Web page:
Vector Database

With the rise of Foundational Models, Vector Databases skyrocketed in popularity. Vector Database is also useful outside of a Large Language Model context.

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The vector embedding takes a word or object and converts it into a bunch of numbers in a special way. This conversion is done in such a manner that similar words or objects end up having similar numbers in their embeddings. For instance, the embeddings of "cat" and "dog" would be close to each other because they share some similarities, both being animals. On the other hand, the embeddings of "cat" and "apple" would be far apart because they are very different things.

Vector embeddings help us understand relationships and similarities between different words or objects in a way that computers can easily handle and analyze. It's like giving words or objects a unique digital fingerprint, making them easier for computers to work with and compare. This concept is commonly used in natural language processing and various machine learning tasks.

The numerical representations enable us to apply mathematical calculations to objects, such as words, which are usually not suited for calculations. For example, the following calculation will not work unless you replace the words with their embeddings:

drink - food + hungry = thirsty

And because we are able to use the embeddings for calculations, we can also calculate the distances between a pair of embedded objects. The closer two embedded objects are to one another, the more similar they are.

How does Vector Database work?

Vector databases are able to retrieve similar objects of a query quickly because they have already pre-calculated them. The underlying concept is called Approximate Nearest Neighbor (ANN) search, which uses different algorithms for indexing and calculating similarities.

As you can imagine, calculating the similarities between a query and every embedded object you have with a simple k-nearest neighbors (kNN) algorithm can become time-consuming when you have millions of embeddings. With ANN, you can trade in some accuracy in exchange for speed and retrieve the approximately most similar objects to a query.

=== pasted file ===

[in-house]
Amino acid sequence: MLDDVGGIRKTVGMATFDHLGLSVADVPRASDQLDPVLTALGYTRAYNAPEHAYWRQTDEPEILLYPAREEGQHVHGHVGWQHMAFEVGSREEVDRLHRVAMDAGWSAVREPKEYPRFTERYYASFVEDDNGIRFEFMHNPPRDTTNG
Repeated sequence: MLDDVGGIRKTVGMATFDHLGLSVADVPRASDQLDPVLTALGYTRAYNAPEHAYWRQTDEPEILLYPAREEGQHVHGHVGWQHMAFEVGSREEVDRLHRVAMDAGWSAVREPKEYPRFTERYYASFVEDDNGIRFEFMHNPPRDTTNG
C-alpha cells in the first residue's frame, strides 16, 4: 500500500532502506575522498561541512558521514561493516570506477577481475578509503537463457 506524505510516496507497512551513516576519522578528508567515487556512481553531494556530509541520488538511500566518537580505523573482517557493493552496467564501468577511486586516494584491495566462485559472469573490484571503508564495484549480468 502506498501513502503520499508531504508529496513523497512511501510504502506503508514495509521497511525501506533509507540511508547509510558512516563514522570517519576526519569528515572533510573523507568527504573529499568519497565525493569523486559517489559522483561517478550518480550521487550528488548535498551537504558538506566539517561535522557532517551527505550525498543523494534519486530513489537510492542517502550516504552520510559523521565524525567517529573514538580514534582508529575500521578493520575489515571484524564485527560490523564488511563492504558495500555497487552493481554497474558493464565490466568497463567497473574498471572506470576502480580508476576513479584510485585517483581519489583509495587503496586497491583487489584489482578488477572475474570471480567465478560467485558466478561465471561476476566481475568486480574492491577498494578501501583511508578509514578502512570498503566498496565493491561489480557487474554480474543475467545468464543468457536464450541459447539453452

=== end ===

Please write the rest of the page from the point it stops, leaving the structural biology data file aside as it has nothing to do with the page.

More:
Indexing — For this, a vector database indexes the vector embeddings. This step maps the vectors to a data structure that will enable faster searching. We will not go into the technical details of indexing algorithms, but if you are interested in further reading, you might want to start by looking up Hierarchical Navigable Small World (HNSW).

Similarity Measures — To find the nearest neighbors to the query from the indexed vectors, a vector database applies a similarity measure. Common similarity measures include cosine similarity, dot product, Euclidean distance, Manhattan distance, and Hamming distance.

Database Operations

Let’s look into how one would interact with a Vector Database:

Writing/Updating Data

  1. Choose a ML model to be used to generate Vector Embeddings.

  2. Embed any type of information: text, images, audio, tabular. Choice of ML model used for embedding will depend on the type of data.

  3. Get a Vector representation of your data by running it through the Embedding Model.

  4. Store additional metadata together with the Vector Embedding. This data would later be used to pre-filter or post-filter ANN search results.

  5. Vector DB indexes Vector Embedding and metadata separately. There are multiple methods that can be used for creating vector indexes, some of them: Random Projection, Product Quantization, Locality-sensitive Hashing.

  6. Vector data is stored together with indexes for Vector Embeddings and metadata connected to the Embedded objects.

Reading Data

  1. A query to be executed against a Vector Database will usually consist of two parts:

➡️ Data that will be used for ANN search. e.g. an image for which you want to find similar ones. ➡️ Metadata query to exclude Vectors that hold specific qualities known beforehand. E.g. given that you are looking for similar images of apartments - exclude apartments in a specific location.

  1. You execute Metadata Query against the metadata index. It could be done before or after the ANN search procedure.

  2. You embed the data into the Latent space with the same model that was used for writing the data to the Vector DB.

  3. ANN search procedure is applied and a set of Vector embeddings are retrieved. Popular similarity measures for ANN search include: Cosine Similarity, Euclidean Distance, Dot Product.

Some popular Vector Databases: Qdrant, Pinecone, Weviate, Milvus, Faiss, Vespa.

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